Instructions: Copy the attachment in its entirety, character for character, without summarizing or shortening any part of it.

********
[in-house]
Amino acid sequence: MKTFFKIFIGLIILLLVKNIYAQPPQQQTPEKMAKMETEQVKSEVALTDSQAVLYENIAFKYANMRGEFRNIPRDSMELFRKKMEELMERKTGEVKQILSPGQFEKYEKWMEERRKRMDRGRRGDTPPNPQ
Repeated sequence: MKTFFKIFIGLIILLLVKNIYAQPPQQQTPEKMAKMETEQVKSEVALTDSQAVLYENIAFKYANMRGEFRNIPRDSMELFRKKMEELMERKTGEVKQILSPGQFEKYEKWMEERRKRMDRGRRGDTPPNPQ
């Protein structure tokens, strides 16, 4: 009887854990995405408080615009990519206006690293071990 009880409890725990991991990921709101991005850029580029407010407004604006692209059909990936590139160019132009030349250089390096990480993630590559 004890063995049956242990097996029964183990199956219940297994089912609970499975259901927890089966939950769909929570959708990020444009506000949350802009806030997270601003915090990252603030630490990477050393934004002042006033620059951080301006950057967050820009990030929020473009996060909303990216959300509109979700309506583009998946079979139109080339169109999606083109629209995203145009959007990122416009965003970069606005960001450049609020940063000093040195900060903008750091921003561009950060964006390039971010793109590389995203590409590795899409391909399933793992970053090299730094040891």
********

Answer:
[in-house]
Amino acid sequence: MKTFFKIFIGLIILLLVKNIYAQPPQQQTPEKMAKMETEQVKSEVALTDSQAVLYENIAFKYANMRGEFRNIPRDSMELFRKKMEELMERKTGEVKQILSPGQFEKYEKWMEERRKRMDRGRRGDTPPNPQ
Repeated sequence: MKTFFKIFIGLIILLLVKNIYAQPPQQQTPEKMAKMETEQVKSEVALTDSQAVLYENIAFKYANMRGEFRNIPRDSMELFRKKMEELMERKTGEVKQILSPGQFEKYEKWMEERRKRMDRGRRGDTPPNPQ
């Protein structure tokens, strides 16, 4: 009887854990995405408080615009990519206006690293071990 009880409890725990991991990921709101991005850029580029407010407004604006692209059909990936590139160019132009030349250089390096990480993630590559 004890063995049956242990097996029964183990199956219940297994089912609970499975259901927890089966939950769909929570959708990020444009506000949350802009806030997270601003915090990252603030630490990477050393934004002042006033620059951080301006950057967050820009990030929020473009996060909303990216959300509109979700309506583009998946079979139109080339169109999606083109629209995203145009959007990122416009965003970069606005960001450049609020940063000093040195900060903008750091921003561009950060964006390039971010793109590389995203590409590795899409391909399933793992970053090299730094040891």